And then there's-- ta-daa!-- Congress:

The EPA says it cannot reclassify oil field waste as hazardous without legislative action, which, with the current Congress, is unlikely.

bangheadSee: "Not a skit! Our actual Congress! Gaaa!"

Not a skit, our actual Congress, gaa! Maddow

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Overnight: Life in a North Dakota Oil- and Gas Boomtown (BBC)

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This 'mini-documentary' (it's only 8:45) gives you an excellent overview of what life is like in the North Dakota oilfields in a short time. Be glad you don't live there.

"Men here are 100% worse...they're animals."

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Video Mid Day Distraction- Amazing spinning ice circle spotted in Sheyenne River, North Dakota

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Pretty neat. More about it here.

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"A high incidence of blood cancers among men" near Canada's main oil sands site

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tar sands maple leaf oil

The other day this happened: Here we go again: No. Dakota kept oil pipeline spill quiet for days; oil firm doesn't know when it started. And who could forget Canada's booming oil sands industry offers "choice between whether we starve to death or are poisoned to death"?

Here is Rachel Maddow's summary of the latest oil pollution events in North Dakota, including updates since my post was written:

Visit NBCNews.com for breaking news, world news, and news about the economy

So there you go. Two very recent, very disgusting examples of the destruction and utter disregard for private property, the environment, and the health and welfare of anyone anywhere near Big Oil's rape of Mother Earth.

Oh wait. Here's a third. Via the Los Angeles Times:

A new study has detected air pollutants, including carcinogens, in areas downwind of Canada's main fossil fuel hub in Alberta at levels rivaling those of major metropolises such as Beijing and Mexico City.

The study by researchers from UC Irvine and the University of Michigan also found a high incidence of blood cancers such as leukemia and non-Hodgkin's lymphoma among men in the area, compared with the rest of Alberta and Canada.

Of course, the Alberta government "sees no evidence" of such a thing. All those carcinogens associated with "a three-county area where oil, chemicals and oil sands crude are processed" are just a silly coincidence.

Or the study was flawed.

Or somebody working for the government/oil company forgot to pay the people doing the study enough to deter them from presenting actual, you know, facts:

VOCs, organic chemical mixtures created by certain industrial processes and consumption of fossil fuels... contribute to climate change and formation of smog. They also contain cancer-causing substances such as benzene and 1,3-butadiene. Tests showed that airborne concentrations of 1,3-butadiene were 322 times greater downwind of the industrial area than upwind. Similarly, downwind concentrations of benzene were 51 times greater.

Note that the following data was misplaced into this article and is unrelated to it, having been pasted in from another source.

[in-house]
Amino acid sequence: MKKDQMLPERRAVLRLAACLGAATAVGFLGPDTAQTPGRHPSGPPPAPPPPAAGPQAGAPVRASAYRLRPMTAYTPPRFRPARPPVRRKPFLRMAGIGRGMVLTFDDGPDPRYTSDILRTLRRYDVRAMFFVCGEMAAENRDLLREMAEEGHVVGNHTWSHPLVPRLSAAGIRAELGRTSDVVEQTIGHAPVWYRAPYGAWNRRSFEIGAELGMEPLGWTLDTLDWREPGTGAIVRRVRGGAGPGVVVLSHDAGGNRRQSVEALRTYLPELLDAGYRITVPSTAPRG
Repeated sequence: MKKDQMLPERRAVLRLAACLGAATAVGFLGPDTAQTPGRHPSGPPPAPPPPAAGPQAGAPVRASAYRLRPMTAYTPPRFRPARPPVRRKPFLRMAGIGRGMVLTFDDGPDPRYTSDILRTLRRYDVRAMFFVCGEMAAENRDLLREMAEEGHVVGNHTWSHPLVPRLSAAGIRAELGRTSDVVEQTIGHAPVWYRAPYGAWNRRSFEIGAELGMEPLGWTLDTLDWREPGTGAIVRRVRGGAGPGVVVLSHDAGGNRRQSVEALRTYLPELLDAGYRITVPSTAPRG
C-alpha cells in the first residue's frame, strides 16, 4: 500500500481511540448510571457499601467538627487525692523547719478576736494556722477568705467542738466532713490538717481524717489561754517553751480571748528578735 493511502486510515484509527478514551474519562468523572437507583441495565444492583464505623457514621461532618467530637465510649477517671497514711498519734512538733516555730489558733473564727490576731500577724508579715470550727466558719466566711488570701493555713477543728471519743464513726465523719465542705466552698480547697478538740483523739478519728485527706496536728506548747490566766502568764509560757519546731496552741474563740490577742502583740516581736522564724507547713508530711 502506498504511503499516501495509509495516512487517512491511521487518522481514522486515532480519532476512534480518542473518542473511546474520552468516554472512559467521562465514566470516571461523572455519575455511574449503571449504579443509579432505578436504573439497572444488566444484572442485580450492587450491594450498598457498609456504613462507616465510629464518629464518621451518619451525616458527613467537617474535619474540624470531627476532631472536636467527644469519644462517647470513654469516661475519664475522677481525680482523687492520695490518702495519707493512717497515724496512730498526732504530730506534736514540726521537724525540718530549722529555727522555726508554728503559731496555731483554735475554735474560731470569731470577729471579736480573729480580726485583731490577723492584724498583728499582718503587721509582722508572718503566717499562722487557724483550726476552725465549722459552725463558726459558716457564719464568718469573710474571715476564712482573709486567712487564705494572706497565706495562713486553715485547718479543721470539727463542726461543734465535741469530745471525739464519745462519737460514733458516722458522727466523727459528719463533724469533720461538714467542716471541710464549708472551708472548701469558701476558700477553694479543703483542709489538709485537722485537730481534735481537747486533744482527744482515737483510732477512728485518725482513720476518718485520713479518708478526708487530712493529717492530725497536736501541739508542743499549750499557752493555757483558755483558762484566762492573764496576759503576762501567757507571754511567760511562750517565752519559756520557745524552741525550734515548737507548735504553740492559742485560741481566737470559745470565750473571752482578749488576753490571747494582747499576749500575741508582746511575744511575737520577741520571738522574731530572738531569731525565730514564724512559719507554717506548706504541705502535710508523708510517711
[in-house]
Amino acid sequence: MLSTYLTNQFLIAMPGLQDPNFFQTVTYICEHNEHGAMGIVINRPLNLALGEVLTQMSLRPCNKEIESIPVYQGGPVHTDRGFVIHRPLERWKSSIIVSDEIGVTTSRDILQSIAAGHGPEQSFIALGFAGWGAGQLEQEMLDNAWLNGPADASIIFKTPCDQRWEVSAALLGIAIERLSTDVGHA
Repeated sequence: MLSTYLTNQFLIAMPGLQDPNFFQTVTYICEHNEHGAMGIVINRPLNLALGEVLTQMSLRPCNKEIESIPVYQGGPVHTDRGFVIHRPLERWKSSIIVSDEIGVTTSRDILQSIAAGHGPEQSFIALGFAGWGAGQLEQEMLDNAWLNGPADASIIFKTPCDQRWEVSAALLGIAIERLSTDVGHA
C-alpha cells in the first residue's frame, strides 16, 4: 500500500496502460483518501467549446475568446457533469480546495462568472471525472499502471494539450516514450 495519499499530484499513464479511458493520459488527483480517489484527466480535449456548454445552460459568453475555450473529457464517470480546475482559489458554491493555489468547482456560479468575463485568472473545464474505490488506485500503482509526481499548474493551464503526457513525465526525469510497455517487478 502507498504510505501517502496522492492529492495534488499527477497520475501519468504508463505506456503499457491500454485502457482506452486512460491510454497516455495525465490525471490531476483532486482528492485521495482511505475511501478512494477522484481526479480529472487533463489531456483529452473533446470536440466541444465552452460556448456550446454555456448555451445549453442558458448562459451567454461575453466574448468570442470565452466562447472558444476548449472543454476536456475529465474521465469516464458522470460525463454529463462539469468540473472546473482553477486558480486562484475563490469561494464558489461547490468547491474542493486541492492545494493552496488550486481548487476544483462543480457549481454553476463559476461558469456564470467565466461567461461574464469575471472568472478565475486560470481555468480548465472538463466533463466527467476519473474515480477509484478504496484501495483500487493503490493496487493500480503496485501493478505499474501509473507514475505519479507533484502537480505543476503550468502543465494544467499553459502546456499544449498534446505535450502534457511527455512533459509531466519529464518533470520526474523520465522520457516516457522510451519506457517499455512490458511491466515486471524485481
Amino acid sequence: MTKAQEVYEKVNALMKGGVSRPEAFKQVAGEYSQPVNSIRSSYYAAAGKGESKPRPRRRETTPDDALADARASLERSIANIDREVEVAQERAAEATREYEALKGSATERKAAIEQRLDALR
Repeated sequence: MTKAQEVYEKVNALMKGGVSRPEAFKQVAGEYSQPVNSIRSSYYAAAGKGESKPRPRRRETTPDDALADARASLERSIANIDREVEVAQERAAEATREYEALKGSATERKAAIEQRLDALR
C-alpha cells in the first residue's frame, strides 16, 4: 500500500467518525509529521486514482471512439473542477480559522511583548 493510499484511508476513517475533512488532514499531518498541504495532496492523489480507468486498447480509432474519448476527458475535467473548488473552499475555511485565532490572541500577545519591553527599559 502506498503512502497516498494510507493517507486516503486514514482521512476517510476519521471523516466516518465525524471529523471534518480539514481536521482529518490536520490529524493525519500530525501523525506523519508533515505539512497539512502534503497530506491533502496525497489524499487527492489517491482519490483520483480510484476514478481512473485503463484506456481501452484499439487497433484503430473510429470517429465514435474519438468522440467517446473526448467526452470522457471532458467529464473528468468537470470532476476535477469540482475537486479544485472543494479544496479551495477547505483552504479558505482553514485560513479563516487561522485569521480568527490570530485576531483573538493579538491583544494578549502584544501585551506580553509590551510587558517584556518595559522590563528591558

Tar sands “isn’t oil. This is a pipe-eating, planet-cooking, water-fouling goo. You can’t clean up tar.”

But the study is wrong. Got it. Tell it to those men who are dying of cancer.

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Here we go again: No. Dakota kept oil pipeline spill quiet for days; oil firm doesn't know when it started.

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that's oil folks smaller

I recently posted Canada's booming oil sands industry offering a "choice between whether we starve to death or are poisoned to death". That was one of our many, many stories about how the oil industry is slowly destroying our environment (scroll) and life on this planet. We can't take much more pollution before the damage becomes irreversible. Oh wait.

Today I opened my Los Angeles Times and, once again, another pipeline leak story reared its slimy head. This time it was in North Dakota, and once again, it was a disgustingly frustrating tale of destruction and irresponsibility:

At least 20,600 barrels of oil leaked onto the [North Dakota farmer Steven] Jensens' land from a pipeline owned by Tesoro Logistics, one of the largest land-based spills in recent history. Neither the pipeline company nor the state informed the public of the spill for 11 days.

To put things into perspective, the Kalamazoo River spill in Michigan, where cleanup has gone on since 2010 (!), also gushed more than 20,000 barrels of oil.

Did I mention that a Shell pipeline broke in Texas, spilling 30,000 gallons of crude? And hey, how about that Arkansas pipeline rupture, folks?

But back to North Dakota:

No one knows how long the pipeline was leaking before Jensen discovered it, nor why sensors on the pipe failed to detect the leak. Neither the state nor the company could say what the pipeline's capacity was. Experts on pipeline spills question the accuracy of Tesoro's leak estimate, disputing its methodology.

Details, schmetails.

frustrated30

By the way, Jensen is worried that the goo could seep into the groundwater. He smelled the oil in his wheat field before he saw it, which makes to wonder how long the pipe had been leaking. Why wasn't he alerted again?